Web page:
The model F-statistic is defined

\[\begin{aligned} F & =\hat{\beta}_{-}^{\prime}\hat{V}_{-}^{-1}\dot{\hat{\beta}_{-}}\end{aligned}\]

where the notation \(\hat{\beta}_{-}\) indicates that the constant is excluded from \(\hat{\beta}\) and \(\hat{V}_{-}\) indicates that the row and column corresponding to a constant are excluded. [1] The test statistic is distributed as \(\chi_{k-k_{c}}^{2}.\) If the debiased flag is set, then the test statistic \(F\) is transformed as \(F/\left(k-k_{c}\right)\) and a \(F_{k-k_{c},n-k}\) distribution is used.

Parameter Covariance Estimation

Two-stage LS, LIML and k-class estimators

Four covariance estimators are available. The first is the standard homoskedastic covariance, defined as

\[\begin{aligned} \hat{\Sigma}=n^{-1}s^{2}\left(\frac{X^{\prime}\left(I-\kappa M_{z}\right)X}{n}\right)^{-1} & =n^{-1}s^{2}\hat{A}.\end{aligned}\]

Note that this estimator can be expressed as

\[\begin{aligned} \hat{\Sigma}=n^{-1}\hat{A}^{-1}\left\{ s^{2}\hat{A}\right\} \hat{A}^{-1} & =n^{-1}\hat{A}^{-1}\hat{B}\hat{A}^{-1}.\end{aligned}\]

All estimators take this form and only differ in how the asymptotic covariance of the scores, \(B\), is estimated. For the homoskedastic covariance estimator, \(\hat{B}=s^{2}\hat{A}.\) The score covariance in the heteroskedasticity robust covariance estimator is

\[\begin{aligned} \hat{B} & =n^{-1}\sum_{i=1}^{n}\hat{\epsilon}_{i}^{2}\hat{x}_{i}\hat{x}_{i}^{\prime}=n^{-1}\sum_{i=1}^{n}\hat{\xi}_{i}\hat{\xi}_{i}^{\prime}.\end{aligned}\]

where \(\hat{x_{i}}\) is row \(i\) of \(\hat{X}=P_{Z}X\) and \(\hat{\xi}_{i}=\hat{\epsilon}_{i}\hat{x}_{i}\).

The kernel covariance estimator is robust to both heteroskedasticity and autocorrelation and is defined as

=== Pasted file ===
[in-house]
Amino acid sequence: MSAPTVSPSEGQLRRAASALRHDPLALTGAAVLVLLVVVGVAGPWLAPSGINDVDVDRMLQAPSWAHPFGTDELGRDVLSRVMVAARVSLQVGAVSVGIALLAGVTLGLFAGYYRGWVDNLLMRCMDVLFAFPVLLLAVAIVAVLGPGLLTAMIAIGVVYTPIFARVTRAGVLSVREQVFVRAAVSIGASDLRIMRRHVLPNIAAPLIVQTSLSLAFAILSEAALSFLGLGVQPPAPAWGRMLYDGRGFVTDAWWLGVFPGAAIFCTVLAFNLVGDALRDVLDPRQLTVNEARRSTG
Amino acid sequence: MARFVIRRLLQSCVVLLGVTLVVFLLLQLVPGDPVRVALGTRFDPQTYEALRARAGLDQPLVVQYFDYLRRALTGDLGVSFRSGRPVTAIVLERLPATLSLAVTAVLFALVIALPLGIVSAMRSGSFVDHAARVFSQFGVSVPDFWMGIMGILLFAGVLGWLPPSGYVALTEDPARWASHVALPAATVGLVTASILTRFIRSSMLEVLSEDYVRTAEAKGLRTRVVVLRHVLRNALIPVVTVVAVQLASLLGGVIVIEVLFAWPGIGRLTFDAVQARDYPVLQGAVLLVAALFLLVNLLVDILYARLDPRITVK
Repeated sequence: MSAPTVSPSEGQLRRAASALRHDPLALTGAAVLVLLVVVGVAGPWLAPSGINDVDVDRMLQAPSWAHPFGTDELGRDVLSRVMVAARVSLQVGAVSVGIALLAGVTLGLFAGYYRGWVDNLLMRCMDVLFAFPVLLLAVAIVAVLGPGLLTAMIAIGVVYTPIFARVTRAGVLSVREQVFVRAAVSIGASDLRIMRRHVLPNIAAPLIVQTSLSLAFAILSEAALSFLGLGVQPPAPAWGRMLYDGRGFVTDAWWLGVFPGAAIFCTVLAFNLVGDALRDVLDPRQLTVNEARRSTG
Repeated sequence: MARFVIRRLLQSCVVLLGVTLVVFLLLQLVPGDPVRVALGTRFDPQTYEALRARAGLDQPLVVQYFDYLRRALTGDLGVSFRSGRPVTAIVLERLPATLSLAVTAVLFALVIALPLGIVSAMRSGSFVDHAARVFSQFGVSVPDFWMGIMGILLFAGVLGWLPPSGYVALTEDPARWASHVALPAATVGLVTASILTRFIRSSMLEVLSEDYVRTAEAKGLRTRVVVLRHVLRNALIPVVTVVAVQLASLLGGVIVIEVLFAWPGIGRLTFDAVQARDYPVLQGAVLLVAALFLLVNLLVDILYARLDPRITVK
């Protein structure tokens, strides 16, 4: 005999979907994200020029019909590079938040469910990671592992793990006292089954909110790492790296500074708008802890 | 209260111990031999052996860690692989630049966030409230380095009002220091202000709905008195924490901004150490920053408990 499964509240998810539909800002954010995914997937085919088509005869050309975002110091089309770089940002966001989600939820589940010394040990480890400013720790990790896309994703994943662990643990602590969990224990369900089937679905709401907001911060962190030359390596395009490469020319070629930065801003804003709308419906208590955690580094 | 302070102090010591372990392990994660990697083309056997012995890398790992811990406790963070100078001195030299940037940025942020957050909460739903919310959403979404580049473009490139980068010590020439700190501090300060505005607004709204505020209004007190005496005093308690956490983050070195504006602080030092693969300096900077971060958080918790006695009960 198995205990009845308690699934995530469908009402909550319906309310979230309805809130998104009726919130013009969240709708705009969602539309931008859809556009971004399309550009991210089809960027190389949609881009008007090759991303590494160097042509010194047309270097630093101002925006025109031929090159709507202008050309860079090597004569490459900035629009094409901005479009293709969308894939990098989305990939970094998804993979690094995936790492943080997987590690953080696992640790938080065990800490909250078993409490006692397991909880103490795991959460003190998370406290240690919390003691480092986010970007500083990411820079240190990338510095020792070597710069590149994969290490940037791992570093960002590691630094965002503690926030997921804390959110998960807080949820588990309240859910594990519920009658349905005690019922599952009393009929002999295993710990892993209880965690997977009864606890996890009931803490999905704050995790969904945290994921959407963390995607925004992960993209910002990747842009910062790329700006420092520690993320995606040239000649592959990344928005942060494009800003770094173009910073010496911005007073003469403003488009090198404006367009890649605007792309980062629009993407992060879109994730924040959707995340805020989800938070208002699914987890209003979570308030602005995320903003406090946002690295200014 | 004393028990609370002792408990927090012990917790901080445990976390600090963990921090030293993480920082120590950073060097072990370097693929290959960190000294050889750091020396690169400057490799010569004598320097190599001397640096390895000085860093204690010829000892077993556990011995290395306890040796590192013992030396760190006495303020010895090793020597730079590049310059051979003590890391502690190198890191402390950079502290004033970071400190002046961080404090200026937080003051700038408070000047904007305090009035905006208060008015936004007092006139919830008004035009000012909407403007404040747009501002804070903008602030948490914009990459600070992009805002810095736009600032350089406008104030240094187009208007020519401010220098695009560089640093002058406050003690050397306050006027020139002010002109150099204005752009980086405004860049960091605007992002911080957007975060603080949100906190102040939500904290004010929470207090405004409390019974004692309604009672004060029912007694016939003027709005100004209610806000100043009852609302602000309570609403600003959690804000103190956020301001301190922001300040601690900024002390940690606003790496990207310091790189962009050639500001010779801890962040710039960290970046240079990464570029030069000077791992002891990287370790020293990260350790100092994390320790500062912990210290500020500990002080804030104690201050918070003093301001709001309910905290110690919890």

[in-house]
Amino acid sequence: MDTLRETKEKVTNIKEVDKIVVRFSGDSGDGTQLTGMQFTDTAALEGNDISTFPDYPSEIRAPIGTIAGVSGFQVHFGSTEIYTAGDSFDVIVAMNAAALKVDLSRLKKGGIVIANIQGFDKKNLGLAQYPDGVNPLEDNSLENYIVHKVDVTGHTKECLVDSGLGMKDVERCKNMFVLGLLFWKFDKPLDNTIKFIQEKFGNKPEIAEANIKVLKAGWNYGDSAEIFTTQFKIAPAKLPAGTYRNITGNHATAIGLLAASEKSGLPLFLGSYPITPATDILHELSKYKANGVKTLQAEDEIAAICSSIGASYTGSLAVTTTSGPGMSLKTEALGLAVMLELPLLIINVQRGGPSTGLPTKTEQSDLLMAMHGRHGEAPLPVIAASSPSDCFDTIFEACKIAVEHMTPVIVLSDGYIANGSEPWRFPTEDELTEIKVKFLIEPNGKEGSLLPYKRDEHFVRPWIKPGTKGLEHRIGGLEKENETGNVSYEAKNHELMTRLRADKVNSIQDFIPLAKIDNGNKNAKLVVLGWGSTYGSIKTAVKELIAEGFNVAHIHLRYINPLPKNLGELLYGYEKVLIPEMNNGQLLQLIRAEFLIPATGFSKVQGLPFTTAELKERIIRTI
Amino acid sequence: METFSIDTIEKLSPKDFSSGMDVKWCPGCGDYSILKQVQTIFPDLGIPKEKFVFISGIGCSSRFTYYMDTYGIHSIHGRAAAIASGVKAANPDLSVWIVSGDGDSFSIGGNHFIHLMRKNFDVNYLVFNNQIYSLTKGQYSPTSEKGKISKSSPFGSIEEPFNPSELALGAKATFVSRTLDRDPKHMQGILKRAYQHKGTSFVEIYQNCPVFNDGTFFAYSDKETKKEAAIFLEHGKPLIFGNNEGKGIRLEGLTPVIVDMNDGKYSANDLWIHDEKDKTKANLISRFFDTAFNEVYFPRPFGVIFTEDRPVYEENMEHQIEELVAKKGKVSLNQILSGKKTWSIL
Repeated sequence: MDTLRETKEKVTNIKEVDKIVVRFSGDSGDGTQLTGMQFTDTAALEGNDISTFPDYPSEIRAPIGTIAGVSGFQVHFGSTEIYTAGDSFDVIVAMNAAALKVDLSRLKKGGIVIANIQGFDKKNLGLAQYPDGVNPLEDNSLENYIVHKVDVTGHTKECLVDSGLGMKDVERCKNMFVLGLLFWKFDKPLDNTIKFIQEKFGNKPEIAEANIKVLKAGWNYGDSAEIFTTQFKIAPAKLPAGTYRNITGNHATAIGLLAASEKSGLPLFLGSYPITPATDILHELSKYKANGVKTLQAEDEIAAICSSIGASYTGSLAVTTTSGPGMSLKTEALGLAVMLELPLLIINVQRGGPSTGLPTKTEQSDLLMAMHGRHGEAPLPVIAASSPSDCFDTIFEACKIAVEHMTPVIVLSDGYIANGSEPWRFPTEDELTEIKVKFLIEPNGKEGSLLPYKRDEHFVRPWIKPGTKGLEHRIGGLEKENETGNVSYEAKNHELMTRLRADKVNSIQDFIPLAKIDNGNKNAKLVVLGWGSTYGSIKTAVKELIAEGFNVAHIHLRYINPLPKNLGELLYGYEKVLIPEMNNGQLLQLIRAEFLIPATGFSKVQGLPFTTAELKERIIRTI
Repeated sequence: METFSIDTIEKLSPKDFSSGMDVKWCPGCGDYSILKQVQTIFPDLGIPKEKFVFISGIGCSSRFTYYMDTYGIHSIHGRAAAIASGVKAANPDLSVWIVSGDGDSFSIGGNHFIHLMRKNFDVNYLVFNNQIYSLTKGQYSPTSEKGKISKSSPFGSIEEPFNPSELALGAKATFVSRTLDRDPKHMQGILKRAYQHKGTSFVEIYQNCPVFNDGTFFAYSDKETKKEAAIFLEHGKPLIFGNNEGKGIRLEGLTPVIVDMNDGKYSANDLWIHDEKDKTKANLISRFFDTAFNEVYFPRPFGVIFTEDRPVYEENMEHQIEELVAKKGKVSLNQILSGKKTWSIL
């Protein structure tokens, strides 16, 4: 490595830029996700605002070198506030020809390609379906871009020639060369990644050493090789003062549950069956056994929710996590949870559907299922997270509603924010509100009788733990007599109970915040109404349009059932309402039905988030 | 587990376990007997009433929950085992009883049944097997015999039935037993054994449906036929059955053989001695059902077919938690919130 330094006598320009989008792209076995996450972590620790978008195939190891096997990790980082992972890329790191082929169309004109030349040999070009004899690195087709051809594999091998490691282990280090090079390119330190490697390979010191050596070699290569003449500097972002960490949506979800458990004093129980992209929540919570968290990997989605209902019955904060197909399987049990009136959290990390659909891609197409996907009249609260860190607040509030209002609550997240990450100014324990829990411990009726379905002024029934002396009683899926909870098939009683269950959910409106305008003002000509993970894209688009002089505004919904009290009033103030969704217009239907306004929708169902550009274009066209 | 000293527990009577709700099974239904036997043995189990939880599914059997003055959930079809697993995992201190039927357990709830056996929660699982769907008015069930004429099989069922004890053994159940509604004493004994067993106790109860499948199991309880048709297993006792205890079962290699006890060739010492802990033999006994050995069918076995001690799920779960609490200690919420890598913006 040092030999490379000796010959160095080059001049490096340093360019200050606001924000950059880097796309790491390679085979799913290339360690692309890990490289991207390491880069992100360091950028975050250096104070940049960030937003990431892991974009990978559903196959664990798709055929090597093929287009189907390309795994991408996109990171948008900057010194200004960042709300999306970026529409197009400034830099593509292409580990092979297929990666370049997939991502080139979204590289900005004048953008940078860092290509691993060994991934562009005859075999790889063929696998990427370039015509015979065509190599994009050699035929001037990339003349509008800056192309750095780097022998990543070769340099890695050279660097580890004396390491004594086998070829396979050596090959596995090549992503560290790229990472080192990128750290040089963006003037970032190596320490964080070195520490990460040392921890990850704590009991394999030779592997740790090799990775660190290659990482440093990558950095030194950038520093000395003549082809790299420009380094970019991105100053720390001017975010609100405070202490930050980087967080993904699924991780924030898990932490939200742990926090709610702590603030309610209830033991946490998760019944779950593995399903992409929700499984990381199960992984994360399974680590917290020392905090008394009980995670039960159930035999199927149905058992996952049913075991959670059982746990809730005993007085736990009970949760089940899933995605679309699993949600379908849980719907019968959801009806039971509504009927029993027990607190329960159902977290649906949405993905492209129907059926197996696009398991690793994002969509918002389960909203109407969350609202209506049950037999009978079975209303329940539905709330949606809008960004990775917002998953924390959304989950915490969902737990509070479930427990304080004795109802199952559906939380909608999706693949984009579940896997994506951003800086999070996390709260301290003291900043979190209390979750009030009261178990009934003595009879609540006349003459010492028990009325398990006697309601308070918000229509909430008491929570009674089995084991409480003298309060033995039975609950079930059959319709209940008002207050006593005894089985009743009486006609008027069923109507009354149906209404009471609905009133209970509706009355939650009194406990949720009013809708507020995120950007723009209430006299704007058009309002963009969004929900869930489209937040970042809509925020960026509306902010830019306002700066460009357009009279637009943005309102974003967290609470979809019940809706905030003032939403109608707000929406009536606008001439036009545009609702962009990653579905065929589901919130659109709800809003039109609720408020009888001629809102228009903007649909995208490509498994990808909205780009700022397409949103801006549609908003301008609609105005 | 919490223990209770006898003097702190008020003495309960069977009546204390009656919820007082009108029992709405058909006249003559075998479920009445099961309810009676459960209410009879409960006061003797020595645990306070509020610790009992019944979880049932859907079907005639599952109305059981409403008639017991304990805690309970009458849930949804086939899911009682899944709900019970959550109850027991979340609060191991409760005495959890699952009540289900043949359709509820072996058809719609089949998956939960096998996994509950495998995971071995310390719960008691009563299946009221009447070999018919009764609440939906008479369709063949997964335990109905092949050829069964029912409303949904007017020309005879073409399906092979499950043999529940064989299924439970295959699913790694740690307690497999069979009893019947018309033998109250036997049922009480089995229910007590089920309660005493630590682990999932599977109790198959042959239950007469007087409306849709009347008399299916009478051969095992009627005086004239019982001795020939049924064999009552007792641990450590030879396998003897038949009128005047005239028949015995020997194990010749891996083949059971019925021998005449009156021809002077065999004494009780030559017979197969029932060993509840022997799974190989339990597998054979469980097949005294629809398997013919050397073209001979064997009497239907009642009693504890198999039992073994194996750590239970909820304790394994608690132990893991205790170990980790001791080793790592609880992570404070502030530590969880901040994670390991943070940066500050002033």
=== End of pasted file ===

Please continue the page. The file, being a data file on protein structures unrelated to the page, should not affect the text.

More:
\[\begin{split}\begin{aligned} \hat{B} & =\hat{\Gamma}_{0}+\sum_{i=1}^{n-1}K\left(\frac{i}{h}\right)\left(\hat{\Gamma}_{i}+\hat{\Gamma}_{i}^{\prime}\right)\\ \hat{\Gamma_{j}} & =n^{-1}\sum_{i=j+1}^{n}\hat{\xi}_{i-j}\hat{\xi}_{i}^{\prime}\end{aligned}\end{split}\]

where \(K\left(\frac{i}{h}\right)\) is a kernel weighting function where \(h\) is the kernel bandwidth.

The one-way clustered covariance estimator is defined as

\[\begin{aligned} n^{-1}\sum_{j=1}^{g}\left(\sum_{i\in\mathcal{G}_{j}}\hat{\xi}_{i}\right)\left(\sum_{i\in\mathcal{G}_{j}}\hat{\xi}_{i}\right)^{\prime}\end{aligned}\]

where \(\sum_{i\in\mathcal{G}_{j}}\hat{\xi}_{i}\) is the sum of the scores for all members in group \(\mathcal{G}_{j}\) and \(g\) is the number of groups.

If the debiased flag is used to perform a small-sample adjustment, all estimators except the clustered covariance are rescaled by \(\left(n-k\right)/n\). The clustered covariance is rescaled by \(\left(\left(n-k\right)\left(n-1\right)/n^{2}\right)\left(\left(g-1\right)/g\right)\). [2]

Standard Errors

Standard errors are defined as


where \(e_{j}\) is a vector of 0s except in location \(j\) which is 1.


T-statistics test the null \(H_{0}:\beta_{j}=0\) against a 2-sided alternative and are defined as



P-values are computes using 2-sided tests,


If the covariance estimator was debiased, a Student’s t distribution with \(n-k\) degrees of freedom is used,

\[\begin{aligned} Pr\left(\left|z\right|>Z\right) & =2-2t_{n-k}\left(\left|z\right|\right)\end{aligned}\]

where \(t_{n-k}\left(\cdot\right)\) is the CDF of a Student’s T distribution.

Confidence Intervals

Confidence intervals are constructed as

\[CI_{i,1-\alpha}=\hat{\beta}_{i}\pm q_{\alpha/2}\times\hat{\sigma}_{\beta_{i}}\]

where \(q_{\alpha/2}\) is the \(\alpha/2\) quantile of a standard Normal distribution or a Student’s t. The Student’s t is used when a debiased covariance estimator is used.

Linear Hypothesis Tests

Linear hypothesis tests examine the validity of nulls of the form \(H_{0}:R\beta-r=0\) and are implemented using a Wald test statistic


where \(q\) is the \(rank\left(R\right)\) which is usually the number of rows in \(R\) . If the debiased flag is used, then \(W/q\) is reported and critical and p-values are taken from a \(F_{q,n-k}\) distribution.

GMM Covariance estimators

GMM covariance depends on the weighting matrix used in estimation and the assumed covariance of the scores. In most applications these are the same and so the inefficient form,


will collapse to the simpler form


when \(W=S^{-1}\). When an unadjusted (homoskedastic) covariance is used,